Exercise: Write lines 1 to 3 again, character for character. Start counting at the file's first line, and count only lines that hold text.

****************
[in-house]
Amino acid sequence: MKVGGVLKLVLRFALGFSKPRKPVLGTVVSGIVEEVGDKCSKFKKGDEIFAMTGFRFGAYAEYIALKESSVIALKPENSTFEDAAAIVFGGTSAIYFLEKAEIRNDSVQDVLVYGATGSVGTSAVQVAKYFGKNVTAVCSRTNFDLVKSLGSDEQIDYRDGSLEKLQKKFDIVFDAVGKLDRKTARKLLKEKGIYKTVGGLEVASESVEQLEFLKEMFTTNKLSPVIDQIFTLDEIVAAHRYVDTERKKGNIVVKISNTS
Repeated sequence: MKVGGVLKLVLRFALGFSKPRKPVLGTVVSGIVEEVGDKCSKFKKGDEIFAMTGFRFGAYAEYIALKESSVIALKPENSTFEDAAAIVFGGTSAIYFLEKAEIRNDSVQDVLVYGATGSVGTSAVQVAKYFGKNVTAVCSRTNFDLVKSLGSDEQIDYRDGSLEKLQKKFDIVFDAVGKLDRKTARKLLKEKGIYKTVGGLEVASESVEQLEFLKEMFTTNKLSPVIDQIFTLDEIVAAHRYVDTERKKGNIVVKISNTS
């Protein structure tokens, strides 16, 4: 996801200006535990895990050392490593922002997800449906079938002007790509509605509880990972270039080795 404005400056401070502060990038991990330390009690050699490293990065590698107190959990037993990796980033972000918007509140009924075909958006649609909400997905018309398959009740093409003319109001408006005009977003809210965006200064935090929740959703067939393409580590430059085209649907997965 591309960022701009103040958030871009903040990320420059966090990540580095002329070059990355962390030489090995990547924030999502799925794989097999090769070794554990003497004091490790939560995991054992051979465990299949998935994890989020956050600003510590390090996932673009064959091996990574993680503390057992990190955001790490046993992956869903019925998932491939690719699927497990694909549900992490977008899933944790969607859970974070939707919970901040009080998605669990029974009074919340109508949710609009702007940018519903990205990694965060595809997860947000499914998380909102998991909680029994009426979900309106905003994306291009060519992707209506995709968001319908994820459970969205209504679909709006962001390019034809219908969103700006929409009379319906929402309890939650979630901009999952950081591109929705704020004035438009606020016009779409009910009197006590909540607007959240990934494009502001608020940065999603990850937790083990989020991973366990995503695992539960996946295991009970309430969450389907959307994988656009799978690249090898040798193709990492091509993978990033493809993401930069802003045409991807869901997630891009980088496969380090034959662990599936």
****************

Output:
[in-house]
Amino acid sequence: MKVGGVLKLVLRFALGFSKPRKPVLGTVVSGIVEEVGDKCSKFKKGDEIFAMTGFRFGAYAEYIALKESSVIALKPENSTFEDAAAIVFGGTSAIYFLEKAEIRNDSVQDVLVYGATGSVGTSAVQVAKYFGKNVTAVCSRTNFDLVKSLGSDEQIDYRDGSLEKLQKKFDIVFDAVGKLDRKTARKLLKEKGIYKTVGGLEVASESVEQLEFLKEMFTTNKLSPVIDQIFTLDEIVAAHRYVDTERKKGNIVVKISNTS
Repeated sequence: MKVGGVLKLVLRFALGFSKPRKPVLGTVVSGIVEEVGDKCSKFKKGDEIFAMTGFRFGAYAEYIALKESSVIALKPENSTFEDAAAIVFGGTSAIYFLEKAEIRNDSVQDVLVYGATGSVGTSAVQVAKYFGKNVTAVCSRTNFDLVKSLGSDEQIDYRDGSLEKLQKKFDIVFDAVGKLDRKTARKLLKEKGIYKTVGGLEVASESVEQLEFLKEMFTTNKLSPVIDQIFTLDEIVAAHRYVDTERKKGNIVVKISNTS